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Health Information National Trends Survey
Part of NCI's Division of Cancer Control and Population Sciences

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22 Items found.

Legend

H1 = HINTS 1 (2003)

H2 = HINTS 2 (2005)

H3 = HINTS 3 (2008)

H4Cyc1 = HINTS 4 Cycle 1 (2011)

H4Cyc2 = HINTS 4 Cycle 2 (2012)

H4Cyc3 = HINTS 4 Cycle 3 (2013)

H4Cyc4 = HINTS 4 Cycle 4 (2014)

FDA = HINTS FDA (2015)

FDACyc2 = HINTS FDA Cycle 2 (2017)

H5Cyc1 = HINTS 5 Cycle 1 (2017)

H5Cyc2 = HINTS 5 Cycle 2 (2018)

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*Select from the green boxes below to view survey responses.

Lung Cancer
How likely do you think it is that you will develop lung cancer in the future?
Compared to the average person your age, would you say that you are more likely to get lung cancer, less likely, or about as likely?
What are some things that people can do to reduce their chances of getting lung cancer?
... There's not much you can do to lower your chances of getting lung cancer.
... Lung cancer develops over a period of several years.
... There are ways to slow down or disrupt the development of lung cancer.
... Lung cancer is most often caused by a person's behavior or lifestyle.
... It seems like almost everything causes lung cancer.
... You are reluctant to get checked for lung cancer because you fear you may have it.
... People with lung cancer would have pain or other symptoms prior to being diagnosed.
How likely do you think it is that the average {male/female} cigarette smoker will develop lung cancer in the future?
Overall, how many people who develop lung cancer do you think are cured?
Would you say the average smoker has about the same lung cancer risk as a non-smoker, a little higher lung cancer risk than a non-smoker, twice the non-smoker's risk, 5 times the non-smoker's risk or 10 or more times the non-smoker's risk?
Would you say you have about the same lung cancer risk as a non-smoker, a little higher lung cancer risk than a non-smoker, twice the non-smoker's risk, 5 times the non-smoker's risk, or 10 or more times the non-smoker's risk?
...There's no risk of getting cancer if someone only smokes a few years.
...Whether a person gets lung cancer depends more on genes than anything else.
Have you heard of any tests to find lung cancer before the cancer creates noticeable problems?
At any time in the past year, have you talked with your doctor or other health professional about having a test to check for lung cancer?
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It is of utmost importance to ensure the confidentiality of survey participants. Every effort has been made to exclude identifying information on individual respondents from the computer files. Some demographic information such as sex, race, etc., has been included for research purposes. NCI expects that users of the data set will adhere to the strictest standards of ethical conduct for the analysis and reporting of nationally collected survey data. It is mandatory that all research results be presented/published in a manner that protects the integrity of the data and ensures the confidentiality of participants.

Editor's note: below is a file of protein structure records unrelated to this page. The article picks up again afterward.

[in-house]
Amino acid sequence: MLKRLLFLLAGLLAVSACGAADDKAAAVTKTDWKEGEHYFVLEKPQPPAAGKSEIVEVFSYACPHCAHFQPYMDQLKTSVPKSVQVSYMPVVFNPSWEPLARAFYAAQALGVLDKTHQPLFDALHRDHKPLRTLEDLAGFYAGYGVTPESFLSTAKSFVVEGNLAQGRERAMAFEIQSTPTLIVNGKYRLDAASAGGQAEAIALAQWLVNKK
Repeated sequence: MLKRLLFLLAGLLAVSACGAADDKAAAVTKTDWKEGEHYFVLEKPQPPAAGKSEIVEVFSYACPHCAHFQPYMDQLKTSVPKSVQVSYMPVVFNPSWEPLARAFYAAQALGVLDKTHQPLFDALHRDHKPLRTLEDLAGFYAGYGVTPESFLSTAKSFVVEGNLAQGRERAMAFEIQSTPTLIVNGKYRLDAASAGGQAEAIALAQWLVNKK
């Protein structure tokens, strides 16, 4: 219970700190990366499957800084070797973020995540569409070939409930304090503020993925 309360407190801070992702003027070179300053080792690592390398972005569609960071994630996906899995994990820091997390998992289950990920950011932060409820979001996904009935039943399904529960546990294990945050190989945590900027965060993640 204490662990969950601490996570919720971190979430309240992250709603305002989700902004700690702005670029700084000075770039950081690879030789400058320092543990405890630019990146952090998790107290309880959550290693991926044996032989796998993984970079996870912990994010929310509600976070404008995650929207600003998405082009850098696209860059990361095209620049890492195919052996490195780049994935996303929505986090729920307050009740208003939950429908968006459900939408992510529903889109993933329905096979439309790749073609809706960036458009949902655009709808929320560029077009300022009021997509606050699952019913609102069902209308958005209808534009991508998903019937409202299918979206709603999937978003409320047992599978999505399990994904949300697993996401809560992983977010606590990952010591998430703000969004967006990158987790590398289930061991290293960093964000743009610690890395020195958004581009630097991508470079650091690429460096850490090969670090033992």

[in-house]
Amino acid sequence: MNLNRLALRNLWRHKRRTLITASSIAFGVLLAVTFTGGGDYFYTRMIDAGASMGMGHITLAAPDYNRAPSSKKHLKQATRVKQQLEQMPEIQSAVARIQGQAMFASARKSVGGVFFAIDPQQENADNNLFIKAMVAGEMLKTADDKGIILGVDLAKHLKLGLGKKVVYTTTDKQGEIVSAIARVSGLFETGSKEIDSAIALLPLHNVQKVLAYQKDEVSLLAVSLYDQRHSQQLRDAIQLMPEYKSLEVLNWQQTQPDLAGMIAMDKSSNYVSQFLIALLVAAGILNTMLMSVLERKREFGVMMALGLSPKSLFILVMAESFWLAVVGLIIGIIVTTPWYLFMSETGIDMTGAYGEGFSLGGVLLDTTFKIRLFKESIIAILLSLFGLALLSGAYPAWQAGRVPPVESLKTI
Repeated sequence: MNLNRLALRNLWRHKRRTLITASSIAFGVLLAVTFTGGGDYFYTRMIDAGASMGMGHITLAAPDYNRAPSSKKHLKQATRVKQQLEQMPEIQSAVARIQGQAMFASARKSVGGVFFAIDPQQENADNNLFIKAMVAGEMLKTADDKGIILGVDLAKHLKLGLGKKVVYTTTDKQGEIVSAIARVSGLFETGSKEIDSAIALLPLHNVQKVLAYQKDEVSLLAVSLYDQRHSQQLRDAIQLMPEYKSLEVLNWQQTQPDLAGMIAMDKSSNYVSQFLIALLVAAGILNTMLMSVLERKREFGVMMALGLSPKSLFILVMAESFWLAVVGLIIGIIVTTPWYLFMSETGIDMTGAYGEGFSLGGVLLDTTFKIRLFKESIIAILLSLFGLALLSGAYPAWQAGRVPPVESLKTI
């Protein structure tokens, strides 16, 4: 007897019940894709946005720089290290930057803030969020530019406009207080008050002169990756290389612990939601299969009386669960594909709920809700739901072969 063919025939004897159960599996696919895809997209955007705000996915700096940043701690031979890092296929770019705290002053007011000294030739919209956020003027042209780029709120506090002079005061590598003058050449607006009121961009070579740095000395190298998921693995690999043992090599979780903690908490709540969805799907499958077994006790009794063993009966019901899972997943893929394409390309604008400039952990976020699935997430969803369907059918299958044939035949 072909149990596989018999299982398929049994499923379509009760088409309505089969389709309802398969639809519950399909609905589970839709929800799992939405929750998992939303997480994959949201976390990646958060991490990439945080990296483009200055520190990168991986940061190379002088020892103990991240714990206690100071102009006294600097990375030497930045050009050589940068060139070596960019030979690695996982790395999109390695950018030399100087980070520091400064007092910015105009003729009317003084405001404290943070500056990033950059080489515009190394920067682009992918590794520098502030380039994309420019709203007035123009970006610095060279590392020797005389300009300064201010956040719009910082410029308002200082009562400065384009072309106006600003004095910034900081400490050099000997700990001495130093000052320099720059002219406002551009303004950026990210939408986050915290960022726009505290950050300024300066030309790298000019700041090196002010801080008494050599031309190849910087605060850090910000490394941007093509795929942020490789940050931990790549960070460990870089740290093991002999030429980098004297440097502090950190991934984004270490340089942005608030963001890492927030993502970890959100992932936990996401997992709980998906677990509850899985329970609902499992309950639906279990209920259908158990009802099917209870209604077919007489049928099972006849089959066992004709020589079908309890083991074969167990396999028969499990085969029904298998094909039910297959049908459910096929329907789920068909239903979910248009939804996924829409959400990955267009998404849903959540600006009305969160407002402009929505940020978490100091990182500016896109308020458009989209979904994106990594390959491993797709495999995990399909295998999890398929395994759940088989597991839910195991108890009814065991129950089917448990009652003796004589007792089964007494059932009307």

In order for the Health Information National Trends Survey (HINTS) to provide a public-use or another version of data to you, it is necessary that you agree to the following provisions.

  1. You will not present/publish data in which an individual can be identified. Publication of small cell sizes should be avoided.
  2. You will not attempt to link nor permit others to link the data with individually identified records in another database.
  3. You will not attempt to learn the identity of any person whose data are contained in the supplied file(s).
  4. If the identity of any person is discovered inadvertently, then the following should be done;
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  8. The source of information should be cited in all publications. The appropriate citation is associated with the data file used. Please see Suggested Citations in the Download HINTS Data section of this Web site, or the Readme.txt associated with the ASCII text version of the HINTS data.
  9. Analyses of large HINTS domains usually produce reliable estimates, but analyses of small domains may yield unreliable estimates, as indicated by their large variances. The analyst should pay particular attention to the standard error and coefficient of variation (relative standard error) for estimates of means, proportions, and totals, and the analyst should report these when writing up results. It is important that the analyst realizes that small sample sizes for particular analyses will tend to result in unstable estimates.
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